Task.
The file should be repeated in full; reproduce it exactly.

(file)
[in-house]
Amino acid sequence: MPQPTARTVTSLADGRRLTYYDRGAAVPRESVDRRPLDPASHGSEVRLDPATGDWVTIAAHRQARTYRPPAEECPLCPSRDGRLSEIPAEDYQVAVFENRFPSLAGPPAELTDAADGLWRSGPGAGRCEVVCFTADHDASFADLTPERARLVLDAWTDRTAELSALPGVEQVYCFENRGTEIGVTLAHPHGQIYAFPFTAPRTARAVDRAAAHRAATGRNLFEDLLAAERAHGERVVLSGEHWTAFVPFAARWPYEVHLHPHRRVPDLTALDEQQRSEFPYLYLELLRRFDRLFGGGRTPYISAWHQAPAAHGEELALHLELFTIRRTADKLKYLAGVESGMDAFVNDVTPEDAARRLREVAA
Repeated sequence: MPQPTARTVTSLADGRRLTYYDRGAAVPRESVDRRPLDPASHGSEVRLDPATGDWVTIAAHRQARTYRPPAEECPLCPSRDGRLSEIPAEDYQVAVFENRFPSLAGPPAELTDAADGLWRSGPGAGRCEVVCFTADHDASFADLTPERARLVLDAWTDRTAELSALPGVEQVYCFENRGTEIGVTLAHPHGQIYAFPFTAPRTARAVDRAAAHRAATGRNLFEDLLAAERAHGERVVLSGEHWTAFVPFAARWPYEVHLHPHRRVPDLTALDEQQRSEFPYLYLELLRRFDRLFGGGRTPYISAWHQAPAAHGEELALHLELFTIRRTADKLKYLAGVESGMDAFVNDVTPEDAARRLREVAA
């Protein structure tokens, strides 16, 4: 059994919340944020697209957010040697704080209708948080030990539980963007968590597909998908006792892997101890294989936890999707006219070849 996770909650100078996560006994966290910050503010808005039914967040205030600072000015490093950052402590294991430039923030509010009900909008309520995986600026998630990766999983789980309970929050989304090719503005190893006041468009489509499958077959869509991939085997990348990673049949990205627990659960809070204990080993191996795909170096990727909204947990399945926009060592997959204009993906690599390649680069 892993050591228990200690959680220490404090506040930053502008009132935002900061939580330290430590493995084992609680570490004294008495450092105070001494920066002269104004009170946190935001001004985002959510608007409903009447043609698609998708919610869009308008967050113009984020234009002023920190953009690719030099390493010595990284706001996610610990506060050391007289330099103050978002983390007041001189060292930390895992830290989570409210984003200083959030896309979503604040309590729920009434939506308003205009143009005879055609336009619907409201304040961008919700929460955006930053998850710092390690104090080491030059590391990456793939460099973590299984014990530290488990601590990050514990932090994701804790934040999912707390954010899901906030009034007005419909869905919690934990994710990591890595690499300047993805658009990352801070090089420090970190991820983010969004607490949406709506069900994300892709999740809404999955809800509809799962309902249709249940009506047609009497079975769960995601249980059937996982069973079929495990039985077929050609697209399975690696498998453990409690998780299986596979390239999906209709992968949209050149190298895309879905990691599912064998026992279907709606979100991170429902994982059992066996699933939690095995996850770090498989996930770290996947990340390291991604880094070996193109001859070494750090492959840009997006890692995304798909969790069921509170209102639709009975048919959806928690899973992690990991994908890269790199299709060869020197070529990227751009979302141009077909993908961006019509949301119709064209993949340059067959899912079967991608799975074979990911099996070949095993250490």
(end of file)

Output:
[in-house]
Amino acid sequence: MPQPTARTVTSLADGRRLTYYDRGAAVPRESVDRRPLDPASHGSEVRLDPATGDWVTIAAHRQARTYRPPAEECPLCPSRDGRLSEIPAEDYQVAVFENRFPSLAGPPAELTDAADGLWRSGPGAGRCEVVCFTADHDASFADLTPERARLVLDAWTDRTAELSALPGVEQVYCFENRGTEIGVTLAHPHGQIYAFPFTAPRTARAVDRAAAHRAATGRNLFEDLLAAERAHGERVVLSGEHWTAFVPFAARWPYEVHLHPHRRVPDLTALDEQQRSEFPYLYLELLRRFDRLFGGGRTPYISAWHQAPAAHGEELALHLELFTIRRTADKLKYLAGVESGMDAFVNDVTPEDAARRLREVAA
Repeated sequence: MPQPTARTVTSLADGRRLTYYDRGAAVPRESVDRRPLDPASHGSEVRLDPATGDWVTIAAHRQARTYRPPAEECPLCPSRDGRLSEIPAEDYQVAVFENRFPSLAGPPAELTDAADGLWRSGPGAGRCEVVCFTADHDASFADLTPERARLVLDAWTDRTAELSALPGVEQVYCFENRGTEIGVTLAHPHGQIYAFPFTAPRTARAVDRAAAHRAATGRNLFEDLLAAERAHGERVVLSGEHWTAFVPFAARWPYEVHLHPHRRVPDLTALDEQQRSEFPYLYLELLRRFDRLFGGGRTPYISAWHQAPAAHGEELALHLELFTIRRTADKLKYLAGVESGMDAFVNDVTPEDAARRLREVAA
């Protein structure tokens, strides 16, 4: 059994919340944020697209957010040697704080209708948080030990539980963007968590597909998908006792892997101890294989936890999707006219070849 996770909650100078996560006994966290910050503010808005039914967040205030600072000015490093950052402590294991430039923030509010009900909008309520995986600026998630990766999983789980309970929050989304090719503005190893006041468009489509499958077959869509991939085997990348990673049949990205627990659960809070204990080993191996795909170096990727909204947990399945926009060592997959204009993906690599390649680069 892993050591228990200690959680220490404090506040930053502008009132935002900061939580330290430590493995084992609680570490004294008495450092105070001494920066002269104004009170946190935001001004985002959510608007409903009447043609698609998708919610869009308008967050113009984020234009002023920190953009690719030099390493010595990284706001996610610990506060050391007289330099103050978002983390007041001189060292930390895992830290989570409210984003200083959030896309979503604040309590729920009434939506308003205009143009005879055609336009619907409201304040961008919700929460955006930053998850710092390690104090080491030059590391990456793939460099973590299984014990530290488990601590990050514990932090994701804790934040999912707390954010899901906030009034007005419909869905919690934990994710990591890595690499300047993805658009990352801070090089420090970190991820983010969004607490949406709506069900994300892709999740809404999955809800509809799962309902249709249940009506047609009497079975769960995601249980059937996982069973079929495990039985077929050609697209399975690696498998453990409690998780299986596979390239999906209709992968949209050149190298895309879905990691599912064998026992279907709606979100991170429902994982059992066996699933939690095995996850770090498989996930770290996947990340390291991604880094070996193109001859070494750090492959840009997006890692995304798909969790069921509170209102639709009975048919959806928690899973992690990991994908890269790199299709060869020197070529990227751009979302141009077909993908961006019509949301119709064209993949340059067959899912079967991608799975074979990911099996070949095993250490």